The Bot Brief
"There is no force on earth more powerful than an idea whose time has come."
- Victor Hugo
Bots in The News:
As was generally expected, the Fed chose to increase the Fed Fund rate by one quarter of a point in last week’s meeting. Hoping to bridge the SVB crisis and yet continue its expensive money inflation fight the Fed governors had only four choices: Either accept that there is a banking “crisis” and cut rates, do nothing to rates, continue to tighten but modestly or raise the rate 50bps as it has done in recent months. The Fed decided to maintain an inflation fighting course, however, less aggressively.
The markets responded in an equally milk toast fashion, giving investors a 1.40% increase. With some help from its Asian holdings, the Bot Index’s increase was slightly higher than the broad averages, closing the week with a 1.82% gain.
Intuitive Surgical continued its strength (6% in the prior week) to close up 7.83%. Investor interest was piqued following an article by the Motley Fool entitled, “2 Unstoppable Growth Stocks to Buy and Hold Forever”.
Both EV components jumped in last week’s trading. NIO Inc. gained 9.81% while Tesla added 5.71%. While a Friday released UBS report regarding a survey that indicated a slowing in car buyers interested in EV purchases, dropped NIO stock 3%, the report did point out the expectation that EV’s would gain 26% market share by 2026. The current penetration is 12%.
Retail sales were down .4% month over month in February, worse that the .3% expected decline. The report certainly contributed to the 83 basis point decline experienced by Amazon last week.
The only other decliner of significant note was Oceaneering International who fell 2.17%. The decline in the price of crude oil during the week was the source of the stock’s retreat.
Productivity and Bots…..again.
In the continuing conundrum of why all the spending on robotics, AI and automation hasn’t immediately impacted productivity, The Economist offered a rational explanation in its February 4th edition. They note, “More recent work emphasizes the time required to accumulate what is known as intangible capital, or the basic know-how needed to make effective use of new tech. Indeed, Erik Brynjolfsson of Stanford, Daniel Rock of MIT and Chad Severson of the university of Chicago suggest a disruptive new technology may be associated with a ‘productivity J-curve’. Measured productivity growth may actually decline in the years or decades after a new technology appears, as firms and workers divert time and resources to studying the tech and designing business processes around it. Only later as these investment bear fruit does the J curve surge upward.”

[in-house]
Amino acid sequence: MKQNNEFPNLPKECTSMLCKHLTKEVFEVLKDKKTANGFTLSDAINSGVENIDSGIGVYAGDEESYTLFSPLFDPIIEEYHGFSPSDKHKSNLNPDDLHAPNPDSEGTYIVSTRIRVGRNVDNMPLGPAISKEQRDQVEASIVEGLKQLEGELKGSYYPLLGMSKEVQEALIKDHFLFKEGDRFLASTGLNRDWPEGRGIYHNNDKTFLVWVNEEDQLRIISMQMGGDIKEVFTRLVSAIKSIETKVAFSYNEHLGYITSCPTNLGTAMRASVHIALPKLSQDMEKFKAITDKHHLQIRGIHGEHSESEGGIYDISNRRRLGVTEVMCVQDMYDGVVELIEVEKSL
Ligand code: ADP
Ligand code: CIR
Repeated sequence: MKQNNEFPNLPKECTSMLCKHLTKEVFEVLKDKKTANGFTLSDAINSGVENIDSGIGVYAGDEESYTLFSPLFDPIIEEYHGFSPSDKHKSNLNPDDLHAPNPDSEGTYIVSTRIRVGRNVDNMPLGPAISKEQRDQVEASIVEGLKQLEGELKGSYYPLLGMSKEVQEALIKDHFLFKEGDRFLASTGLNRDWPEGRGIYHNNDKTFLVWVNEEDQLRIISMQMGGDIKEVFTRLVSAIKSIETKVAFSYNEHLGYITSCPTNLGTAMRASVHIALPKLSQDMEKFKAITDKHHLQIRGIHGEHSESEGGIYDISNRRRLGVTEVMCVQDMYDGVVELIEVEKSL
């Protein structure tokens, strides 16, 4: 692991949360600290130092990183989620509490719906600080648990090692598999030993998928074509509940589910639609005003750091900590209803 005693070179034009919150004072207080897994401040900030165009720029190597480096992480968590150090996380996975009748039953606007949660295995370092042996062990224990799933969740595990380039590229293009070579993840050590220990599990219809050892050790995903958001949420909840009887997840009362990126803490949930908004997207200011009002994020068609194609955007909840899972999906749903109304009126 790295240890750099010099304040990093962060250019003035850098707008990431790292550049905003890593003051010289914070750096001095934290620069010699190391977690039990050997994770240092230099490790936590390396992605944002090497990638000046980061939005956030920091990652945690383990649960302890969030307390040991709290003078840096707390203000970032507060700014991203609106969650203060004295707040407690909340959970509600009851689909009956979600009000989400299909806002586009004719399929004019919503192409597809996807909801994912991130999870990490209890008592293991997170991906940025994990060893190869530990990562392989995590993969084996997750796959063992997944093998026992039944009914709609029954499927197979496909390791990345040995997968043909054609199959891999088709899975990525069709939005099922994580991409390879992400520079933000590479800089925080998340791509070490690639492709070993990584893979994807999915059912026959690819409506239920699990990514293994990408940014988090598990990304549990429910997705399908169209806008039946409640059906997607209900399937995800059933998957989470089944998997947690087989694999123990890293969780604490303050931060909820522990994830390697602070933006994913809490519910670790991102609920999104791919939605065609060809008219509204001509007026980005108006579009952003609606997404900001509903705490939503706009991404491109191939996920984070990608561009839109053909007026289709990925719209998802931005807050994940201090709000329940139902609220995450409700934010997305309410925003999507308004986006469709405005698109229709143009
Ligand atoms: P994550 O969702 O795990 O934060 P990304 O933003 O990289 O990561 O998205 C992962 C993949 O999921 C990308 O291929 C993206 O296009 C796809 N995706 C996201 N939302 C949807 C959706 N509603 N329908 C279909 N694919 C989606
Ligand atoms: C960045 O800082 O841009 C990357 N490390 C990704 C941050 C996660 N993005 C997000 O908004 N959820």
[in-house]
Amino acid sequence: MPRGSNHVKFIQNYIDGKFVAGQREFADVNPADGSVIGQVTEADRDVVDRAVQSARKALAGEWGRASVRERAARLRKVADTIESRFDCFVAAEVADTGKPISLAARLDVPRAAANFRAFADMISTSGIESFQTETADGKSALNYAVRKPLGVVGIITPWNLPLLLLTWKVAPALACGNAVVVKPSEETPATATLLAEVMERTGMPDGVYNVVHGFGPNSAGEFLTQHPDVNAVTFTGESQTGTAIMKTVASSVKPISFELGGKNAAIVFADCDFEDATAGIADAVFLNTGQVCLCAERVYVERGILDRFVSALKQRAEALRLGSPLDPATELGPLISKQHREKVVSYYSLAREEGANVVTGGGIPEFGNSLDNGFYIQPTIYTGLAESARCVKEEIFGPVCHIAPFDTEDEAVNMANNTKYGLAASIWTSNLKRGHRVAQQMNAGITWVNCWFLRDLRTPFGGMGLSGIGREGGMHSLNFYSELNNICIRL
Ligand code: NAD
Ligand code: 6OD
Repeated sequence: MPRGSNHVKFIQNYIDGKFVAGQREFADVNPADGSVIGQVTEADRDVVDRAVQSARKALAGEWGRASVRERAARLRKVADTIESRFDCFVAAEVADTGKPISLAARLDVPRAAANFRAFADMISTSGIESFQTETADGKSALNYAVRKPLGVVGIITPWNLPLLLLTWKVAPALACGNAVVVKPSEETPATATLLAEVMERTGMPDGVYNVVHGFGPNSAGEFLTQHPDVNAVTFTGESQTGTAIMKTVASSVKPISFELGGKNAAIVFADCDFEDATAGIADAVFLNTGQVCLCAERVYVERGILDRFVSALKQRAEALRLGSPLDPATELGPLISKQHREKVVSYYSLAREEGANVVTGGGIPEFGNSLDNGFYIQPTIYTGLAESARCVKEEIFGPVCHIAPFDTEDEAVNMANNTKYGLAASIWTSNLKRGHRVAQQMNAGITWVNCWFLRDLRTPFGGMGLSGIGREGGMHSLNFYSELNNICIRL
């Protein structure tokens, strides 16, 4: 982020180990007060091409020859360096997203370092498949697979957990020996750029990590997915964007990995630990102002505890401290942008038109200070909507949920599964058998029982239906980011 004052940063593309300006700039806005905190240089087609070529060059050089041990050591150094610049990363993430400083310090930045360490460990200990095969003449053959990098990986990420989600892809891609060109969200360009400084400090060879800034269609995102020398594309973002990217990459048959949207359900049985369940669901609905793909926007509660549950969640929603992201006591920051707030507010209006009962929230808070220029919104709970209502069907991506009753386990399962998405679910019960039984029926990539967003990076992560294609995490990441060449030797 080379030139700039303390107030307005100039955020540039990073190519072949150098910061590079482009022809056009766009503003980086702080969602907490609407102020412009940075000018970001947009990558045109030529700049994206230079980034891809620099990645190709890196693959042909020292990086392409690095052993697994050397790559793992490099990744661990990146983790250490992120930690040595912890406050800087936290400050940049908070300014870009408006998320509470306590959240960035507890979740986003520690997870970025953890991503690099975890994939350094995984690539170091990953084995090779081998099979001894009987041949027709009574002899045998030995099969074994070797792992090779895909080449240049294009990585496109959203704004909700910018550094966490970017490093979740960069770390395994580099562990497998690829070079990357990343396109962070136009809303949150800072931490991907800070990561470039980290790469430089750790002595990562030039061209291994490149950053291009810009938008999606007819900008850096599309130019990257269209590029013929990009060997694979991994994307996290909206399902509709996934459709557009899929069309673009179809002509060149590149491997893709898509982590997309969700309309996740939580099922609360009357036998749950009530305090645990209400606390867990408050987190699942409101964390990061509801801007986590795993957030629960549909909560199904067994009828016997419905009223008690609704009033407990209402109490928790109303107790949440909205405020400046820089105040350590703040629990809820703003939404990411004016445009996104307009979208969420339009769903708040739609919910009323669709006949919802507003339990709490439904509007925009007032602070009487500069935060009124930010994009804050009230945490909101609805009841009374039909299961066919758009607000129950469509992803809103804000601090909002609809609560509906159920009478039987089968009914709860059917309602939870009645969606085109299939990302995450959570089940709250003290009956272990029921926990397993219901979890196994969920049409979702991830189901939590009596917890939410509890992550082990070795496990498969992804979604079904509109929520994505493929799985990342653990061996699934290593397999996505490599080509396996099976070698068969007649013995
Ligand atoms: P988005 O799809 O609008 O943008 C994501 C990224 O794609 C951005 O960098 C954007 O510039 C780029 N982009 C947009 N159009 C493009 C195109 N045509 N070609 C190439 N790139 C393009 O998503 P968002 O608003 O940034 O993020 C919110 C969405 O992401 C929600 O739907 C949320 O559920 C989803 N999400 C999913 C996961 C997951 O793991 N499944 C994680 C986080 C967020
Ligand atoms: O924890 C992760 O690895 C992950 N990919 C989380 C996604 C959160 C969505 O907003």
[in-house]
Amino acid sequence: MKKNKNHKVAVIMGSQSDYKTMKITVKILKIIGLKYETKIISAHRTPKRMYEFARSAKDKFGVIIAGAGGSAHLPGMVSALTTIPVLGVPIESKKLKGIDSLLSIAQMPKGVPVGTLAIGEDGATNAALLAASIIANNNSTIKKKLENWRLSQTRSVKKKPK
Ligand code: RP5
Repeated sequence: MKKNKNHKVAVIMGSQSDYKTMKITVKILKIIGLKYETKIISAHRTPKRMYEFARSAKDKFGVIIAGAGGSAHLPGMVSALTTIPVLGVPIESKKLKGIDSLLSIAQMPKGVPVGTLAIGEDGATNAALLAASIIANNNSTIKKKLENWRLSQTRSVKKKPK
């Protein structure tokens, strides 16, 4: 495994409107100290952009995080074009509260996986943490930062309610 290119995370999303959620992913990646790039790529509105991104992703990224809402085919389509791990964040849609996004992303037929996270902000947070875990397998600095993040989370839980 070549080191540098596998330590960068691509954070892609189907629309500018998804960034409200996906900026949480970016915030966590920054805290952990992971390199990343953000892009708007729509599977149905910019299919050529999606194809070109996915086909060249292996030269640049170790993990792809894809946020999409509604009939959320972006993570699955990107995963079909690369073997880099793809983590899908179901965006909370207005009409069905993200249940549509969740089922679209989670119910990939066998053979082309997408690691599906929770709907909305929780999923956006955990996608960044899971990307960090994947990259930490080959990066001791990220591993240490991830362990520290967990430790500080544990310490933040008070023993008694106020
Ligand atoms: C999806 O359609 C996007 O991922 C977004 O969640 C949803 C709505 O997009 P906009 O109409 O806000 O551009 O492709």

Likewise, The American Economic Review featured a February tome by Carter Braxton from the University of Wisconsin, that explored the impact of technological changes on labor worker displacement. His finding included, “technological change accounts for 45% of the decline in earnings after job loss. Technological change lowers earnings after job loss by requiring workers to have new skills to perform newly created jobs in their prior occupation. When workers lack the required skills, they move to occupation where their skills are still employable but are paid a lower wage.
Member: American Economic Association, Society of Professional Journalists, United States Press Association. Institute of Chartered Financial Analysts, Robotic Industries Association, Member IEEE.
The Bot Brief is a weekly newsletter designed for economists, investment specialists, journalists, and academicians. It receives no remuneration from any companies that may from time to time be featured in the brief and its commentaries, analysis, opinions, and research represent the subjective view of Balcones Investment Research, LLC. Due to the complex and rapidly changing nature of the subject matter, the company makes no assurances as to the absolute accuracy of material presented.